Holyoke holds 62nd annual St. Patrick's Day Parade - WSFA.com Montgomery Alabama news.

Holyoke holds 62nd annual St. Patrick's Day Parade


There was music, floats and plenty of St. Patrick's Day spirit from both marchers and people lining the street.

It was all part of the city's 62nd annual St. Patrick's Day Parade.

For the Desrosiers, who live in Holyoke, Sunday marked the first chance they had to take part in the parade.

"We are expecting it to be fun and crazy with a lot of energy, like it usually is when we watch it," said Merrill Desrosiers. "It will be interesting to see with us in the middle of the road instead of the side of the road."

The Desrosiers family walked the route for their children's school, Mater Dolorosa. The parents believed it would make quite an impact on their young kids.

"I think they will be overwhelmed with all of the people along the parade route, four and five people deep," said Desrosiers. "I think they will think it is great."

Pulitzer Prize winning author and Massachusetts resident Doris Kearns Goodwin walked the route for the first time Sunday. One day earlier, she received the parade committee's John F. Kennedy National Award. It is a fitting award for a presidential historian.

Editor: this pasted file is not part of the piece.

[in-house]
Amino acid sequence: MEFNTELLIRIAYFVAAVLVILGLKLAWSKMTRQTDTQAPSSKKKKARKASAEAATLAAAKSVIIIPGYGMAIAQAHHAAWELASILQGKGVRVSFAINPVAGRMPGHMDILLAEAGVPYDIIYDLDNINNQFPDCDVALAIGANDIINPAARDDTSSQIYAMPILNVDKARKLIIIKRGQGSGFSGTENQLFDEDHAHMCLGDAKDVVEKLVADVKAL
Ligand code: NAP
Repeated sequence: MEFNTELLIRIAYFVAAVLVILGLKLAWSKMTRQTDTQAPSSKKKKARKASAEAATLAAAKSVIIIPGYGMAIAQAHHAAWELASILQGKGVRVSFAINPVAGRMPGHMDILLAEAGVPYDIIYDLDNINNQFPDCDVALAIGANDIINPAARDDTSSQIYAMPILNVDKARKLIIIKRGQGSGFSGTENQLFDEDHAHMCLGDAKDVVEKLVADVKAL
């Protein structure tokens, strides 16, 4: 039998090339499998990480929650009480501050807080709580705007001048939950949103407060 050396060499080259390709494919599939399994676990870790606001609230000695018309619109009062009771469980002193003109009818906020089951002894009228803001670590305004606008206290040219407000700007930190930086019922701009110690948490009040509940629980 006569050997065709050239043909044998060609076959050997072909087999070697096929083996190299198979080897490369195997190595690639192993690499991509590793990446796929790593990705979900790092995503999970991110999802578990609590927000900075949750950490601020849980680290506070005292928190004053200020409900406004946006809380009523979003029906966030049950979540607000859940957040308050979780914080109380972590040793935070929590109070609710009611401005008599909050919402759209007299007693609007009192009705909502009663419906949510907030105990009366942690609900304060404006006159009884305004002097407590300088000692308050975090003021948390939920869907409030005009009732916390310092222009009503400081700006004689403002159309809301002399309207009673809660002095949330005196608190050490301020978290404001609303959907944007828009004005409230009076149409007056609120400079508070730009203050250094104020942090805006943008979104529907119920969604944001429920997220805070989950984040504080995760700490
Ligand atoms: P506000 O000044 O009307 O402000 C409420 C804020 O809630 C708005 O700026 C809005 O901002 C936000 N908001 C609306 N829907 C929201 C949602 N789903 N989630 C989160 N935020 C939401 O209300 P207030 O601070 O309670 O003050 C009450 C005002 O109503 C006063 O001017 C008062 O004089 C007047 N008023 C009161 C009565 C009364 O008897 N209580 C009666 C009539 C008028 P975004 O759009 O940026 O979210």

"To be able to lay a wreath at John F. Kennedy's monument, knowing that my husband worked for him, and I wrote about him, it is pretty special," said Goodwin.

The parade also holds a special place in the hearts of city officials who help make the event happen.

"The planning for the parade starts the day after from last year," said Chief James Neiswanger of the Holyoke Police Department. "A lot of great people in the city are working. The parade committee works diligently at bringing this whole event together. It is a great family event."

Once the parade was over, quite a few Western Mass residents made their way over to the Wherehouse in Holyoke.

That was the site of state Sen. Michael Knapik's 19th annual post-parade reception.

Knapik said it is a tradition he has carried on from his predecessors.

"I remember 25 years ago, I was on a school committee in a town, and I came to the senator's party right in this very room," said Knapik.  "It is a place for people to rest for a few minutes, grab a libation, have some hot food and talk about current events."

There was no charge to attend the post-parade reception.

Knapik said it was open to all of his constituents.

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